It’s been nearly two years since the UK complied with EU law to ensure all food (whether freshly prepared or packaged) is sold with a clear indicator of 14 different allergens, including gluten. But the laws aren’t enough to ensure categorically you’ll be safe when you eat out. Issues of staff ignorance and cross-contamination are still prevalent.

A petition to give a ‘mandatory course/examination on food and drink for allergies and intolerances’ has been raised by Richard Shirley, a chef whose family’s dietary needs have made him determined to make a change. But is this what it’s come to: the people having to change the system rather than the government stepping in?

Differences at McDonald’s

If you’ve travelled recently to other European countries, like Spain, you’ll know that McDonald’s now provide gluten-free buns if you request them. But it’s not the same in the UK. I received the following statement when I contacted McDonald’s: “We regret at present we don’t have any plans to introduce gluten-free buns onto our menu… sorry for any disappointment this causes.” Clearly, the UK has some catching up to do.

Media representation

It’s hard to forget the Daily Mail’s gaffe last year, when it claimed gluten-free products were costing the NHS millions (£116 million, it stated). It also claimed the majority was spent on junk food such as pizza and doughnuts.

The damage done by such an article always fuels the opinionated but uninformed (a spate of outraged blog posts followed in the wake of the Mail’s accusations). Coeliac UK wisely corrected the Daily Mail to a more accurate £26.8 million, and made it clear this had been spent mainly on gluten-free staples such as bread and pasta. Thankfully, an apology was made, and the paper has since published more accurate articles on coeliac disease and its effects, including a lengthy piece on the actress Caroline Quentin, a patron of Coeliac UK.

Gluten-free in the UK: Are we behind the rest of the world?

Celebrity endorsements

Unhelpfully, there aren’t many people famous in the UK with coeliac disease. Arguably, the biggest celebrity gluten-avoiders aren’t English and cut out gluten for other reasons, which often makes public perception worse. How many times have you heard people ridiculing Novak Djokovic’s faddy diet or Gwyneth Paltrow’s preposterous regime? In 2014, Jennifer Lawrence described the gluten-free diet as “the new cool eating disorder”.

But celebrity endorsement clearly helps, whatever the backlash. The old adage ‘there’s no such thing as bad publicity’ is true: the more people talk about gluten, the more likely we’ll get the research, awareness and information we need to make life easier.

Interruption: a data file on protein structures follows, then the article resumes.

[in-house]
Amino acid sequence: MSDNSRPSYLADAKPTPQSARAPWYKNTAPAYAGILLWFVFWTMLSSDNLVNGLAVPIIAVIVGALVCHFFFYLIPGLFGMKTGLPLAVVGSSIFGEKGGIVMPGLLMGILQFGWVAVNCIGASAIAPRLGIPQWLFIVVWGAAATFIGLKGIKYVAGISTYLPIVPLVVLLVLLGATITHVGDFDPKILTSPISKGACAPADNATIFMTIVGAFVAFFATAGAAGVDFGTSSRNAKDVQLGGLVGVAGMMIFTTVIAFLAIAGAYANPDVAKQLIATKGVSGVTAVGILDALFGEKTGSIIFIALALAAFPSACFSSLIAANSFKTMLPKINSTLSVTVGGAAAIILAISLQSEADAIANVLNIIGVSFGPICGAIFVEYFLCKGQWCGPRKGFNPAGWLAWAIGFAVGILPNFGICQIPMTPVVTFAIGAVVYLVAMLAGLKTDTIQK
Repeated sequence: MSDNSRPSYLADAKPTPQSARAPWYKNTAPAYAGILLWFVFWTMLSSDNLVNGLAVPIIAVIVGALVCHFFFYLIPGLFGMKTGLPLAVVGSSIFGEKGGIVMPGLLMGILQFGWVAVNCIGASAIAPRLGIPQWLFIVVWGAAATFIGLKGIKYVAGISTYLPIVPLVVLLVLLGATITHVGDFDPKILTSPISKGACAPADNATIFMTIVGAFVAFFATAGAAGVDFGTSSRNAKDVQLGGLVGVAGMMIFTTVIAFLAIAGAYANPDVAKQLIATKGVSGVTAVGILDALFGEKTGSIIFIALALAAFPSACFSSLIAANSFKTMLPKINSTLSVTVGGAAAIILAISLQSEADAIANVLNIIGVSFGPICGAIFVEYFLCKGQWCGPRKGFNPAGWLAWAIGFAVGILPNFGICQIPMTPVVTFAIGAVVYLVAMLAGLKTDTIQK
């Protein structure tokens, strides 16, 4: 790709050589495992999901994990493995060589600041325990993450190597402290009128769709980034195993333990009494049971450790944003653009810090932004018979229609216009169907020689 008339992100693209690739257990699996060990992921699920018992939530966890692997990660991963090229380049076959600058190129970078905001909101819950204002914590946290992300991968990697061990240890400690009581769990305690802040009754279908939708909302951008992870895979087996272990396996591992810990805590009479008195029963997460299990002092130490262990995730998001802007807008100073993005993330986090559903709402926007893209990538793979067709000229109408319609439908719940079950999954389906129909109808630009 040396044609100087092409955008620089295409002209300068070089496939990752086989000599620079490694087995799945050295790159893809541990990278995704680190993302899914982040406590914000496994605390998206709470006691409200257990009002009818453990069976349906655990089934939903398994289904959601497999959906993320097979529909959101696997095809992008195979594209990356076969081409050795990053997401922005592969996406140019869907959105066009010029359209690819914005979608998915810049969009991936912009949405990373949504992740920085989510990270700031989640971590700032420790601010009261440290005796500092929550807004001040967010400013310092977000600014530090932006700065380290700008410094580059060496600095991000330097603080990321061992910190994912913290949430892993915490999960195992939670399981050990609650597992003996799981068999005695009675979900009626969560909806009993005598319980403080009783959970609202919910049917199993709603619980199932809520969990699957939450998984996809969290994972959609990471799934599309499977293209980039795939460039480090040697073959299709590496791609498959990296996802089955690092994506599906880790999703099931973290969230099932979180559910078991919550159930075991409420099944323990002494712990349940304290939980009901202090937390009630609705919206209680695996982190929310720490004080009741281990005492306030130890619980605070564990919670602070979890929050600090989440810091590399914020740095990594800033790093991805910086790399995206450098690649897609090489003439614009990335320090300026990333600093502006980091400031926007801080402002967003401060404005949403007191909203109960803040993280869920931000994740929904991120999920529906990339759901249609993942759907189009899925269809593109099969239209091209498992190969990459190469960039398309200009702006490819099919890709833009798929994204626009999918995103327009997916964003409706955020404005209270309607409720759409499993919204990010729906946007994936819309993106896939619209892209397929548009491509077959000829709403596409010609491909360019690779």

Luckily, too, it seems chefs are beginning to take note. It’s an increasingly regular occurrence for TV cooks to demonstrate gluten-free cooking on a high-ranking television programme – Phil Vickery on ITV’s This Morning, to name one – which is pretty impressive when they don’t need to avoid gluten themselves.

Does the percentage of coeliacs in each country have an effect?

It would be obvious why other nations do more research and have better awareness of gluten if specific countries had a higher percentage of coeliacs. However, the generally agreed conclusion is that 1% of the population is affected regardless of location (with the exception of certain parts of Africa).

Where the UK meets the same requirements as other countries

Labelling of gluten-free products in the UK is as strict as anywhere else: the food must contain under 20ppm (parts per million) of gluten or it can’t be deemed gluten-free.

How you can make things better

The UK might not be a gluten-free world leader, but there are always ways you can help. Don’t underestimate the power of social media. If you’re on Facebook or Twitter, you can champion those who provide gluten-free products with a like, comment, share or retweet or contact those who don’t yet make products gluten-free to persuade them to be more inclusive. After all, there’s nothing a business owner likes more than seeing pound or dollar signs at the sight of untapped potential.

Ali Walsh - The Bristol Bakehouse 2About our expert: Ali Walsh was diagnosed with coeliac disease nearly 20 years ago, at a time when free-from food was scarce. She started her own cake business because there was a lack of fresh gluten-free cake on offer. Ali feels if you can’t eat a particular food, you shouldn’t feel deprived, and has created recipes so delectable that even people without dietary requirements clamour for her bakes. A regular on BBC radio, Ali often advises on managing diets.